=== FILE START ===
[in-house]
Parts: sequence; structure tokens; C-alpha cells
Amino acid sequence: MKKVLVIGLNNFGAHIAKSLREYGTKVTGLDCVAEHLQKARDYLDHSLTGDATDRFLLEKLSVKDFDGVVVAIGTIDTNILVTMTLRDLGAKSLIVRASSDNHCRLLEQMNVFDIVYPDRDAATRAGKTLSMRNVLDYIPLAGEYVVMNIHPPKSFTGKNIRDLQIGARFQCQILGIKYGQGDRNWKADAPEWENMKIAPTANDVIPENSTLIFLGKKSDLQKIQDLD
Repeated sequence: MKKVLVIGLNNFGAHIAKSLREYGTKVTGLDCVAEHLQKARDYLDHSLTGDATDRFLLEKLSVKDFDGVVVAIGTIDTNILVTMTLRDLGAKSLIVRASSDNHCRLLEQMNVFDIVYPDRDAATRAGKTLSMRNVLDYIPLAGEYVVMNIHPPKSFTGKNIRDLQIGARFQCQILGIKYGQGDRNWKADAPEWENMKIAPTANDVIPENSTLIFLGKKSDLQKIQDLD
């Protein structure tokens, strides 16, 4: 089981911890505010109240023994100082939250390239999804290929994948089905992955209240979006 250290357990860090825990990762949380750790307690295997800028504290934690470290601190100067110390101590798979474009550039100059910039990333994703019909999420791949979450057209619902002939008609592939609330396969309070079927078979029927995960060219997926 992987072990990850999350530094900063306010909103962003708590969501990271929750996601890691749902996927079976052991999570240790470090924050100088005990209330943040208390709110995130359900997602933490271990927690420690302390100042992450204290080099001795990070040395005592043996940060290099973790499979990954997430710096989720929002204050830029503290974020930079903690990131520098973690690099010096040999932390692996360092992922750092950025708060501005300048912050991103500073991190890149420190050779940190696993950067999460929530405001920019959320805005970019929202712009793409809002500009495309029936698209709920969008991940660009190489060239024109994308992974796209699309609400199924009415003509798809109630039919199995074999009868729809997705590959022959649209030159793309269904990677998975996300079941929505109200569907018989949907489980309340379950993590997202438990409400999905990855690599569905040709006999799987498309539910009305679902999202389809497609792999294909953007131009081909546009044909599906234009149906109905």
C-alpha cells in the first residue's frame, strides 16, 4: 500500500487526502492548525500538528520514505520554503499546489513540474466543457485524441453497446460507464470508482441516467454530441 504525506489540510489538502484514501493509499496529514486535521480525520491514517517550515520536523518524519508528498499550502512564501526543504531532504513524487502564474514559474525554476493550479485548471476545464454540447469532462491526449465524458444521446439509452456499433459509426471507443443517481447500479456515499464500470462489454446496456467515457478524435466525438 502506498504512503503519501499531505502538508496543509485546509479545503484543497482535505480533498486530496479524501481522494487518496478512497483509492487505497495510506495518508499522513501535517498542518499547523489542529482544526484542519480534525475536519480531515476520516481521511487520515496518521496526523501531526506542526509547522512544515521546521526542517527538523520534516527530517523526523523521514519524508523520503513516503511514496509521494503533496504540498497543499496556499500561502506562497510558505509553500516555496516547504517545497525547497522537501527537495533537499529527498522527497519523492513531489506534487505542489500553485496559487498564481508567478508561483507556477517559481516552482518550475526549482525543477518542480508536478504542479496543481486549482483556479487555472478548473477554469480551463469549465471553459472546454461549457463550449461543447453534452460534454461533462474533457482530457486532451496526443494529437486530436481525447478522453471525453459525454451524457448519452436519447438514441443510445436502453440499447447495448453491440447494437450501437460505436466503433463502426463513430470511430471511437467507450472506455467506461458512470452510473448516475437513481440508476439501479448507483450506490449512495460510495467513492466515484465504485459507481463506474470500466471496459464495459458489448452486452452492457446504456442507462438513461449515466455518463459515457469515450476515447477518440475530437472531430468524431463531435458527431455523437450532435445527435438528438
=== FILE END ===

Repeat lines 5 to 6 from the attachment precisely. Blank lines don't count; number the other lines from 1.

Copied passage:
């Protein structure tokens, strides 16, 4: 089981911890505010109240023994100082939250390239999804290929994948089905992955209240979006 250290357990860090825990990762949380750790307690295997800028504290934690470290601190100067110390101590798979474009550039100059910039990333994703019909999420791949979450057209619902002939008609592939609330396969309070079927078979029927995960060219997926 992987072990990850999350530094900063306010909103962003708590969501990271929750996601890691749902996927079976052991999570240790470090924050100088005990209330943040208390709110995130359900997602933490271990927690420690302390100042992450204290080099001795990070040395005592043996940060290099973790499979990954997430710096989720929002204050830029503290974020930079903690990131520098973690690099010096040999932390692996360092992922750092950025708060501005300048912050991103500073991190890149420190050779940190696993950067999460929530405001920019959320805005970019929202712009793409809002500009495309029936698209709920969008991940660009190489060239024109994308992974796209699309609400199924009415003509798809109630039919199995074999009868729809997705590959022959649209030159793309269904990677998975996300079941929505109200569907018989949907489980309340379950993590997202438990409400999905990855690599569905040709006999799987498309539910009305679902999202389809497609792999294909953007131009081909546009044909599906234009149906109905």
C-alpha cells in the first residue's frame, strides 16, 4: 500500500487526502492548525500538528520514505520554503499546489513540474466543457485524441453497446460507464470508482441516467454530441 504525506489540510489538502484514501493509499496529514486535521480525520491514517517550515520536523518524519508528498499550502512564501526543504531532504513524487502564474514559474525554476493550479485548471476545464454540447469532462491526449465524458444521446439509452456499433459509426471507443443517481447500479456515499464500470462489454446496456467515457478524435466525438 502506498504512503503519501499531505502538508496543509485546509479545503484543497482535505480533498486530496479524501481522494487518496478512497483509492487505497495510506495518508499522513501535517498542518499547523489542529482544526484542519480534525475536519480531515476520516481521511487520515496518521496526523501531526506542526509547522512544515521546521526542517527538523520534516527530517523526523523521514519524508523520503513516503511514496509521494503533496504540498497543499496556499500561502506562497510558505509553500516555496516547504517545497525547497522537501527537495533537499529527498522527497519523492513531489506534487505542489500553485496559487498564481508567478508561483507556477517559481516552482518550475526549482525543477518542480508536478504542479496543481486549482483556479487555472478548473477554469480551463469549465471553459472546454461549457463550449461543447453534452460534454461533462474533457482530457486532451496526443494529437486530436481525447478522453471525453459525454451524457448519452436519447438514441443510445436502453440499447447495448453491440447494437450501437460505436466503433463502426463513430470511430471511437467507450472506455467506461458512470452510473448516475437513481440508476439501479448507483450506490449512495460510495467513492466515484465504485459507481463506474470500466471496459464495459458489448452486452452492457446504456442507462438513461449515466455518463459515457469515450476515447477518440475530437472531430468524431463531435458527431455523437450532435445527435438528438